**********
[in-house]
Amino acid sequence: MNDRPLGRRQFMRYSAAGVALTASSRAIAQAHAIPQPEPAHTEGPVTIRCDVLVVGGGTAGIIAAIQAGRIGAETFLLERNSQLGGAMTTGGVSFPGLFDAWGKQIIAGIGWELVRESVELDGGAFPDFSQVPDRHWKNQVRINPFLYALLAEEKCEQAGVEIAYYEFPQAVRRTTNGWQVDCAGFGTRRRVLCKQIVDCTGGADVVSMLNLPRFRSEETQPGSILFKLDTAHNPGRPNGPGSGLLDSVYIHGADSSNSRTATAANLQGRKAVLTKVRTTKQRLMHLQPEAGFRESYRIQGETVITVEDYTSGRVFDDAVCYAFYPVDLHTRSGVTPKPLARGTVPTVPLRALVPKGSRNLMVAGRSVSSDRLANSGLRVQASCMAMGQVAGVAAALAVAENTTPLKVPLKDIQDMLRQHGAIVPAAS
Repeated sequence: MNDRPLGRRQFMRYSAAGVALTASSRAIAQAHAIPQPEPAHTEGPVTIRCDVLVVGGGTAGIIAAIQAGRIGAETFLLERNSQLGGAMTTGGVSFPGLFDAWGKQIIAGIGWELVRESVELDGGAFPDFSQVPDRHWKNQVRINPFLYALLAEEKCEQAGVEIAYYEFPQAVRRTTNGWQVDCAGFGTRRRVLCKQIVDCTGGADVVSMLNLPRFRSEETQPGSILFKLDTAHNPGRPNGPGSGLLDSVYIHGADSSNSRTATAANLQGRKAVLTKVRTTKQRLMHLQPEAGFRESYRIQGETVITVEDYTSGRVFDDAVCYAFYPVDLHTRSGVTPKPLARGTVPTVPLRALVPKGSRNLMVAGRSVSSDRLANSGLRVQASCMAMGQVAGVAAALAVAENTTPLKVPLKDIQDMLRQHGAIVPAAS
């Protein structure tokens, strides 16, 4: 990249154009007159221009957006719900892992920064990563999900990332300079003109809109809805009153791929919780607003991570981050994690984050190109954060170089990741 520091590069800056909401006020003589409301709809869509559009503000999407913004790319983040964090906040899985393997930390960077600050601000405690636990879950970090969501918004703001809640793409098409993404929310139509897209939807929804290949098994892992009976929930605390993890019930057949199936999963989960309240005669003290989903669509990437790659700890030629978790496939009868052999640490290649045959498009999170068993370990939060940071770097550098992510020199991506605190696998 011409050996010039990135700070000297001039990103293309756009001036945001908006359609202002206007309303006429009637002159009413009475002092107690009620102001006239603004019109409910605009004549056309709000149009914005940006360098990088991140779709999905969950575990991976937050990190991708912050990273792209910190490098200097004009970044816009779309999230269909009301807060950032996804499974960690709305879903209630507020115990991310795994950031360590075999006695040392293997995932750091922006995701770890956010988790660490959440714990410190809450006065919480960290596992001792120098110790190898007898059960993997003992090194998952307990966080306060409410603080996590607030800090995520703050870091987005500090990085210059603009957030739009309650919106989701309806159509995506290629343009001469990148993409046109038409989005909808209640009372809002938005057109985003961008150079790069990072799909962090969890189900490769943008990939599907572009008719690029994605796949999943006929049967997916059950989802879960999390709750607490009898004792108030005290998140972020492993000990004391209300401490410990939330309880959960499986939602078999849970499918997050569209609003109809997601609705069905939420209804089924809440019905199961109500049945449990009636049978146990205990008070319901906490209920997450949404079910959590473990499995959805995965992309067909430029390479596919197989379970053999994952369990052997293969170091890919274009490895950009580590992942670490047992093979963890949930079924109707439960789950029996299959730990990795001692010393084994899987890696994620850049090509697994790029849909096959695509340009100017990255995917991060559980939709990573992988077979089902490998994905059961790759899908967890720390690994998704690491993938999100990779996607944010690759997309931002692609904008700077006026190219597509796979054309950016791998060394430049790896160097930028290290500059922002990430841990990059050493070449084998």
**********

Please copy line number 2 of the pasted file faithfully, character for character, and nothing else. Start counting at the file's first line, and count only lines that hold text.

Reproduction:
Amino acid sequence: MNDRPLGRRQFMRYSAAGVALTASSRAIAQAHAIPQPEPAHTEGPVTIRCDVLVVGGGTAGIIAAIQAGRIGAETFLLERNSQLGGAMTTGGVSFPGLFDAWGKQIIAGIGWELVRESVELDGGAFPDFSQVPDRHWKNQVRINPFLYALLAEEKCEQAGVEIAYYEFPQAVRRTTNGWQVDCAGFGTRRRVLCKQIVDCTGGADVVSMLNLPRFRSEETQPGSILFKLDTAHNPGRPNGPGSGLLDSVYIHGADSSNSRTATAANLQGRKAVLTKVRTTKQRLMHLQPEAGFRESYRIQGETVITVEDYTSGRVFDDAVCYAFYPVDLHTRSGVTPKPLARGTVPTVPLRALVPKGSRNLMVAGRSVSSDRLANSGLRVQASCMAMGQVAGVAAALAVAENTTPLKVPLKDIQDMLRQHGAIVPAAS